Now, let’s look at the timing of this release. July 3rd of 2012. That’s two months after The Avengers is released. I have a strong feeling that the success of The Amazing Spiderman financially relies on the success of the Avengers. But why? Spiderman isn’t in it. But there is speculation that he could be. Here is a post I recently typed up on Peter Parker possibly being spotted in the Avengers trailer, which is right here. But anyways, The Avengers will leave a taste in the viewer’s mouth concerning superheroes…either a good taste, of being satisfied and entertained, or a bad one, showing the atrocity of superheroes. If this movie is bad, I don’t think that people will be so eager to dive into another superhero franchise. After all, it’s been years of cinema leading up to The Avengers. People have high expectations. The Amazing Spiderman seems so tiny in comparison to The Avengers. One hero opposed to six…two months after the huge project.

This, of course, is just speculation. Who knows? There’s always a dark horse every year at the box office, and 2012 has yet to see one. Who would have guessed that Avatar, a movie with a plot as generic as it gets, would make as much money as it did? Don’t get me wrong, I absolutely loved that movie, but who honestly expected the lines that suddenly sprouted infront of theaters and the hype that emerged after opening night?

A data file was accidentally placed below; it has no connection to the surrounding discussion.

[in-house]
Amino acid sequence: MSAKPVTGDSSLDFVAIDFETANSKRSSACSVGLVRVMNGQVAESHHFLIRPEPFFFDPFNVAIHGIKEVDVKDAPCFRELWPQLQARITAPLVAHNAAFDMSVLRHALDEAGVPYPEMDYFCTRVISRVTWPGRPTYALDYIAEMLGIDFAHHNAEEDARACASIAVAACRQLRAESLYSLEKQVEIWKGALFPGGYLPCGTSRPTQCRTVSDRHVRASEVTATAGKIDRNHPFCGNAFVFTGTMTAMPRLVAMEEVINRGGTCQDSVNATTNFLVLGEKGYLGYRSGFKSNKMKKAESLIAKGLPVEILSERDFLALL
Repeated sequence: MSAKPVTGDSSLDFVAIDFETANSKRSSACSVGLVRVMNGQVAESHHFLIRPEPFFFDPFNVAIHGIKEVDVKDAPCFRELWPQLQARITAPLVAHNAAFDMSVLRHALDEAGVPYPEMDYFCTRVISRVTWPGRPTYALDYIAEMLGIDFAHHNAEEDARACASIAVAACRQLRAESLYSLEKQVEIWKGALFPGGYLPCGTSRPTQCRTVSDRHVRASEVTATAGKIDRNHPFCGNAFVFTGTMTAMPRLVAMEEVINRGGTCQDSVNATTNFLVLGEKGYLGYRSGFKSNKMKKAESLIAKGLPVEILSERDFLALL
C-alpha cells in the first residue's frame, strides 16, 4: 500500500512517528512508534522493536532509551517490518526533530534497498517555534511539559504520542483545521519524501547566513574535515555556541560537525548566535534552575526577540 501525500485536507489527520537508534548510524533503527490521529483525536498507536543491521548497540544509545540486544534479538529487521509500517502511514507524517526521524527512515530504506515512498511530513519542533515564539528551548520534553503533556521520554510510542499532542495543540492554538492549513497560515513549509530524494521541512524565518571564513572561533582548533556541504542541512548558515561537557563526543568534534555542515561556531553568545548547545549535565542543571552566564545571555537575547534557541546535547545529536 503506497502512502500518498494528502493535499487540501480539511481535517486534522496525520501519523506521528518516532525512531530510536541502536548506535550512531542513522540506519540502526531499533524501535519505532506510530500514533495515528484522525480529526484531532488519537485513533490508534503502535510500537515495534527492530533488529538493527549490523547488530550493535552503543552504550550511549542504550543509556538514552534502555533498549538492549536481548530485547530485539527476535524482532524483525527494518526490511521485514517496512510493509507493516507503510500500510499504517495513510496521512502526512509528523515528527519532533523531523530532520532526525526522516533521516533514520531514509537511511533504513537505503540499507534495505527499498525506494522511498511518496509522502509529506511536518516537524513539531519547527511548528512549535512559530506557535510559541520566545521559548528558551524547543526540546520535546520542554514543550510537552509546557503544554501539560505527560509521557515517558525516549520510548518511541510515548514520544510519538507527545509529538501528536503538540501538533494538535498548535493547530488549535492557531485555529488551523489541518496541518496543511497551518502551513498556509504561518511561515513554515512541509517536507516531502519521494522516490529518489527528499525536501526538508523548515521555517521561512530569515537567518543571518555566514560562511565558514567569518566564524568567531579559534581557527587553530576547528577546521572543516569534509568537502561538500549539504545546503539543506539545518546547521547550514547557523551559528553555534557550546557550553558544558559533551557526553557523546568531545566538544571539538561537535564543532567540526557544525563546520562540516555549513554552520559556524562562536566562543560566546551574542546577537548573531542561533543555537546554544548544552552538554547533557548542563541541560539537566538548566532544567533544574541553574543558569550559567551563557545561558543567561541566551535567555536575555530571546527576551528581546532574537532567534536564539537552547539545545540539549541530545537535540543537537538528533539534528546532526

Thanks for reading!  But it’s not about me, it’s about you. What do you think of this reboot? Is it a good idea to launch the Spidey franchise once again for round two?  Let me know in the comments and check out my blog for reviews, rage segments, and polls. Thanks for having me, Karen!
~Ddog

I have a super special guest for you guys today! Debra Kristi is here to visit and share one of her fabulous experiences. This is all about fashion and the art of display pieces. Take is away, Debra!

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Thank you for having me, Karen. *waves* When Karen first asked me if I would guest blog about art, I wondered what I could possibly say that would be of any interest. She’s had so many interesting posts on some pretty amazing talent, how could I possibly fit? But Karen knows that I come from a family of talent and she seemed determined to squeeze something out of me. Little did she know I’m the less talented of the bunch! *laughs*